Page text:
New Proposed Rules Designed to Bring Accountability to Mortgage Servicers
The Consumer Financial Protection Bureau (CFPB) summarized rules under consideration in an effort to prevent mortgage holders from facing unexpected and expensive costs. Those rules are expected to be proposed this summer and finalized in January 2013.
The premise of these rules evolves around two principles -- protecting homeowners from surprise costs and preventing them from getting the runaround from their services. The rules specifically apply to mortgage servicers, who are responsible for collecting monthly payments, handling customer service, loan modifications and other requests, as well as foreclosures.
Stemming from a lack of transparency and a lack of accountability on the behalf of mortgage servicers, the rules being proposed are intended to address complaints by many borrowers who stated that they didn't receive enough information to prevent foreclosure or that they were not able to get their questions answered or found it difficult to get their servicer to respond to them.
The rules as outlined propose:
A change in monthly mortgage statements. This statement should include a breakdown of the charges (principal, fees, interest, escrow), the amount due, the due date, and should also include information or notices for those who are delinquent, with information on how to receive counseling.
Advanced notice of interest rate adjustments. This notice would contain information letting them know when the rate change will take effect and provide homeowners with information about possible alternatives, in the event the new monthly payment is not affordable. Again, information on how to contact housing counselors would also be included.
Options for avoiding force-placed insurance. When a homeowner doesn't carry insurance on their residence, a servicer can purchase insurance for them and add the premium to their mortgage payment. This insurance is often very costly and much more expensive than private insurance. The CFPB rules would require advance notice and options homeowners may have to avoiding this insurance.
Early information and information on how to avoid foreclosure. The rules would require that mortgage servicers contact borrowers who are behind on their mortgage payments and advise them of any options they may have to prevent or avoid foreclosure. Under the rules, if a servicer is contacted by a borrower who is struggling to make their payment, the servicer would have to respond within a certain timeframe and provide them correct and complete options.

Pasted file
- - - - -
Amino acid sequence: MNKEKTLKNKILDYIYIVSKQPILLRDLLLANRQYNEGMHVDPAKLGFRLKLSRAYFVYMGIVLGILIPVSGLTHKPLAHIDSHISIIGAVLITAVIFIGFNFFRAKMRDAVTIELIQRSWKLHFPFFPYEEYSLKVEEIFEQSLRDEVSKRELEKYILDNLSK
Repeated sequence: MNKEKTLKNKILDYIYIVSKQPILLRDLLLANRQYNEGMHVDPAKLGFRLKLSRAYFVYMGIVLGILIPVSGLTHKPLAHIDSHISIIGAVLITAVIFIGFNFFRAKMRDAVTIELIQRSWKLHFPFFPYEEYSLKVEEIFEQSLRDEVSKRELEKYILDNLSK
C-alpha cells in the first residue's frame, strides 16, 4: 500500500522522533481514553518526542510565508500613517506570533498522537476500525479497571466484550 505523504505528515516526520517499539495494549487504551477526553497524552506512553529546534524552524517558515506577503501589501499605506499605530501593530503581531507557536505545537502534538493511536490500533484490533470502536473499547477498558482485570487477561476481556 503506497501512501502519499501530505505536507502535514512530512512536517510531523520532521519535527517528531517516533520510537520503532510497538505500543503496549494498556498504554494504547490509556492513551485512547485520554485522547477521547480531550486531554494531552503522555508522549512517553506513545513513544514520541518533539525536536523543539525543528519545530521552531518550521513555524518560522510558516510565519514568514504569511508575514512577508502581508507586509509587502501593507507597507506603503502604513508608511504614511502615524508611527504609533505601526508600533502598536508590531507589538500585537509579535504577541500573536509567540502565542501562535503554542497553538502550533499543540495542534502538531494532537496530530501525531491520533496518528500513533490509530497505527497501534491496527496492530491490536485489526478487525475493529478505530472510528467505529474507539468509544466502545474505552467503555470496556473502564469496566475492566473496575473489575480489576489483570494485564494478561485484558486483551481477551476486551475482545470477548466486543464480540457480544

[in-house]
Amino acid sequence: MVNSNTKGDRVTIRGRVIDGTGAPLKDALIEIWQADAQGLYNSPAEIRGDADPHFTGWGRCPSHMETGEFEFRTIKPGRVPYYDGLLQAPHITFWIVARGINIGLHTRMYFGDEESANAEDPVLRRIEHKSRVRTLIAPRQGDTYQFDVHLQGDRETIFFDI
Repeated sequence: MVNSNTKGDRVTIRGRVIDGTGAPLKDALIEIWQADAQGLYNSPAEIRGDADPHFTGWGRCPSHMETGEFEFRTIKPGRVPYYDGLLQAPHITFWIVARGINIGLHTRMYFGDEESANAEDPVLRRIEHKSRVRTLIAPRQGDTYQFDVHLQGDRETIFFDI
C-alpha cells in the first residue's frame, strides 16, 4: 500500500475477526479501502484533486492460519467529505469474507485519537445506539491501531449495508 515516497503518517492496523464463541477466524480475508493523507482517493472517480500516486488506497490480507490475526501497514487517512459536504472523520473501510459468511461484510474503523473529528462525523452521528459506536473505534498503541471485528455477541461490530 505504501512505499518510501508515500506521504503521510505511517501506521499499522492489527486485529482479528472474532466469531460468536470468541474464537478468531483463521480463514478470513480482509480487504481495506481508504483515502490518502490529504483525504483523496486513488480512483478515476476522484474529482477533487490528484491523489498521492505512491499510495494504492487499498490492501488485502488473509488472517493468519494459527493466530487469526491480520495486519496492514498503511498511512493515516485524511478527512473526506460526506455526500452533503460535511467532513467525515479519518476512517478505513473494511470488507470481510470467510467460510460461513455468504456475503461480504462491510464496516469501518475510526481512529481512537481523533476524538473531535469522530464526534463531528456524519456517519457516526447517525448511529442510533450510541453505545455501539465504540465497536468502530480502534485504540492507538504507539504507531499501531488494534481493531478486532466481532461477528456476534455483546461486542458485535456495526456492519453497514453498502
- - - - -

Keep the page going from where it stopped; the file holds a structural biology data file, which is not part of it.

In an effort to promote better service by mortgage servicers, the CFPB rules would also require that payments immediately be credited to a mortgage holder's account, and that the servicers resolve to keep all documents and records accurate, up-to-date and accessible. If a consumer should notify their servicer of a potential error, the servicer will be required to acknowledge receipt of the notification, conduct an investigation, and provide the consumer with the outcome and resolution. Last, servicers will be required to provide delinquent homeowners or homeowners seeking mortgage assistance with direct and easy access to the servicer's personnel or staff who are qualified to assist them.
Information on the proposed rules can be found in writing here. It is vital to have the knowledge and information to be your own best advocate.
Anna Cuevas, ex-bank executive turned homeowner advocate known as "America's Loan Modification Guru," has empowered and guided thousands of Americans in keeping their homes from foreclosure through loan modification self-advocacy. A popular blogger (askaloanmodguru.com), Cuevas has been called a "superhero of the loan modification industry" and has been nominated for CNN's Heroes. She is the #1 bestselling author of SAVE YOUR HOME Without Losing Your Mind or Money.
More:Mortgage Loan Modification Loan Modifications Consumer Financial Protection Bureau Consumer Financial Protection Agency
The Morning Email helps you start your workday with everything you need to know: breaking news, entertainment and a dash of fun. Learn more